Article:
Niki graduated with a Bachelor of Visual Arts, majoring in jewellery, from Manukau Institute of Technology in 2000. Since graduating, Niki has achieved much acclaim. Her work is held in public and private collections nationally and internationally, including the Chartwell Trust, British Museum, GOMA, Museum of Volkekund in Germany, Tjibaou Centre in Noumea, the Museum of New Zealand Te Papa Tongarewa, The University of Auckland and Victoria University of Wellington.
In her practice, Niki considers encounters between Western and Pacific culture, and how this is
An important theme related to the notion of cross-cultural encounter is the effect of Christianity on the pacific. In Seeing the Light, 2008, first exhibited at Milford Galleries, Niki employed synthetic flowers to produce a series of glowing light boxes. Here, the floral motif relates to Niki’s research into Samoan history and the discovery that missionaries had banned woman from wearing flowers in their hair because it was seen to make them too attractive to the opposite sex. Extending on her commentary of colonial intervention in the Pacific, the series’ highlights the historic relationships between gender, sexuality and religion. The series also points to Niki’s interest in transforming materials. Through both using multiple and applying florescent light, Niki elevates the common plastic flower and activates new readings.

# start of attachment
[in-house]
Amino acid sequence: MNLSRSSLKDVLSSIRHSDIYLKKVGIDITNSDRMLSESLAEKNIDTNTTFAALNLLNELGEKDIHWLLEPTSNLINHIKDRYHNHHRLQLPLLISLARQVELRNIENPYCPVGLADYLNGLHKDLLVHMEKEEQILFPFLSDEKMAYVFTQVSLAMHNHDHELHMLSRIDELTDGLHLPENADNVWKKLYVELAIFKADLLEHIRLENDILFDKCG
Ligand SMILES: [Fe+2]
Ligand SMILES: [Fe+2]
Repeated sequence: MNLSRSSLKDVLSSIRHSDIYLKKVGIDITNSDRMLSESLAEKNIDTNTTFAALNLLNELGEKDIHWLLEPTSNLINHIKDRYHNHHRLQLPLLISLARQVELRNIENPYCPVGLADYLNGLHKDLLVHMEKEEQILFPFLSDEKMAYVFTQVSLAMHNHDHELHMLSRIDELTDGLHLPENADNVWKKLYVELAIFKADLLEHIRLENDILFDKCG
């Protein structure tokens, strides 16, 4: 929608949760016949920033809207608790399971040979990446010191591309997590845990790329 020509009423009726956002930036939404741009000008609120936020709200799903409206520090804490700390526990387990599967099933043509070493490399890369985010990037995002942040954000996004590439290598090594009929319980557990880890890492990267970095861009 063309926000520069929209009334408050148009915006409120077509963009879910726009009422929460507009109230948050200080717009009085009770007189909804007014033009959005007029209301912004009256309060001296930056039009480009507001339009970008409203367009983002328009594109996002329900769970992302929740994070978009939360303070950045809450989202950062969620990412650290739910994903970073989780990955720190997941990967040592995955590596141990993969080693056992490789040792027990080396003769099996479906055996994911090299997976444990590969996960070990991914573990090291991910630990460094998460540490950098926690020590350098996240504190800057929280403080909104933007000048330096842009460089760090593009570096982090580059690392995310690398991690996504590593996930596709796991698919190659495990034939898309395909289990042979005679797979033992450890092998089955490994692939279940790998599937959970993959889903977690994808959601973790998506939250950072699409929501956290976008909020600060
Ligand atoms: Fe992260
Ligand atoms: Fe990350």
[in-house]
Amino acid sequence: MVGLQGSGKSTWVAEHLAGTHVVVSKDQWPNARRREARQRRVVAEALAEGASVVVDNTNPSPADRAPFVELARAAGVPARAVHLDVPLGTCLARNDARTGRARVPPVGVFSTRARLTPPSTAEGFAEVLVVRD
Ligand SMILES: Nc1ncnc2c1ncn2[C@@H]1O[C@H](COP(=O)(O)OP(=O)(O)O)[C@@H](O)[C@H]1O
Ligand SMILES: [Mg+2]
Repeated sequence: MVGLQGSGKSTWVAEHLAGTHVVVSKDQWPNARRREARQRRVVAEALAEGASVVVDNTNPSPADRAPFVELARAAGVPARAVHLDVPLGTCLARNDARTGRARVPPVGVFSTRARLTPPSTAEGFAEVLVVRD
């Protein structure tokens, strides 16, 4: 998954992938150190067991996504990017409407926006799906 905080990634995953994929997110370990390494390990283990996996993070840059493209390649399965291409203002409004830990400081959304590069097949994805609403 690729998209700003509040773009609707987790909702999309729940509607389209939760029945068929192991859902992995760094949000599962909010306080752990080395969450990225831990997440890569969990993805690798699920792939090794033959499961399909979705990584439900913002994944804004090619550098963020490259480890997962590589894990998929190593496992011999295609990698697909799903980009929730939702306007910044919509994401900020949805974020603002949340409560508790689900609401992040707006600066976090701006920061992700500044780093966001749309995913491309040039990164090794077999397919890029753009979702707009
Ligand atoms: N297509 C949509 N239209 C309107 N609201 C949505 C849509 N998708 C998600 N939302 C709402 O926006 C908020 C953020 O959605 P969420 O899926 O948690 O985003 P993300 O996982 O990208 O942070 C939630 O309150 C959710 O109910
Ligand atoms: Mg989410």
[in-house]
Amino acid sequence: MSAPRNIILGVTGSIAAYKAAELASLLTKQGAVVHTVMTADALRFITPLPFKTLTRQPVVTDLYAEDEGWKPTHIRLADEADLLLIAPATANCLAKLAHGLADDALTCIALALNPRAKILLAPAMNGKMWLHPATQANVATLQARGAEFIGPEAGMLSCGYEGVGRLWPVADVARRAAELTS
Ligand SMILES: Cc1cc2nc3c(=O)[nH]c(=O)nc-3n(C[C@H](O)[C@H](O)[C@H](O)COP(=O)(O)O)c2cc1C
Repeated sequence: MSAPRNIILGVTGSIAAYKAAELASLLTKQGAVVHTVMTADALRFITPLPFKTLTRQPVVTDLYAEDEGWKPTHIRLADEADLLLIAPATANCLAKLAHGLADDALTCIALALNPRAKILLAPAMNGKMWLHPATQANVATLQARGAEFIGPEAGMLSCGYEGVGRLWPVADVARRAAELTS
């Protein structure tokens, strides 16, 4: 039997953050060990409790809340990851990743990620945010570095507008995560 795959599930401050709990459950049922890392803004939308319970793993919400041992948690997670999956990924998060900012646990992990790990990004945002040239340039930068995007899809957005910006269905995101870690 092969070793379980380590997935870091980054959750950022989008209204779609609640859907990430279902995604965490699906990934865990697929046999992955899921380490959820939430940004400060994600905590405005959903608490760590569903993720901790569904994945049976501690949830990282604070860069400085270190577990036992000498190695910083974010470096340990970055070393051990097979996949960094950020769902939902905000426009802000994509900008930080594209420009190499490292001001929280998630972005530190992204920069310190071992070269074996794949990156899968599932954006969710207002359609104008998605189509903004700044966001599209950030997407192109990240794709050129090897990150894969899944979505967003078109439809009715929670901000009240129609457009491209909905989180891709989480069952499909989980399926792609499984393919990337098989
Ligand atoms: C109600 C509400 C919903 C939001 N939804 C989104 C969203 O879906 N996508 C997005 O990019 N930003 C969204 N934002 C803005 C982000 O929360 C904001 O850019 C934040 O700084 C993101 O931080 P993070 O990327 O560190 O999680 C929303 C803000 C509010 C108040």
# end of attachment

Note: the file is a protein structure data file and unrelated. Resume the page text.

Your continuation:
Since the early 1990s, Niki has exhibited extensively in New Zealand and internationally, including Australia, New Caledonia, Hawaii, London and New York. Major group exhibitions include Latitudes, Hotel de Ville, Paris, France, 2009; Samoa Contemporary, Pataka Museum, Porirua, 2008; Le Folauga, Auckland Museum, Auckland, 2007; Pasifika Styles at the University of Cambridge Museum, United Kingdom, 2006-2008; Paradise Now, Asia Art Society Museum, New York, 2004 and Bottled Ocean, City Gallery Wellington, 1994. In 2013, a survey of work produced from 1999-2013 was staged at Pataka Art +Museum, Porirua. Niki is represented by Whitespace, Auckland.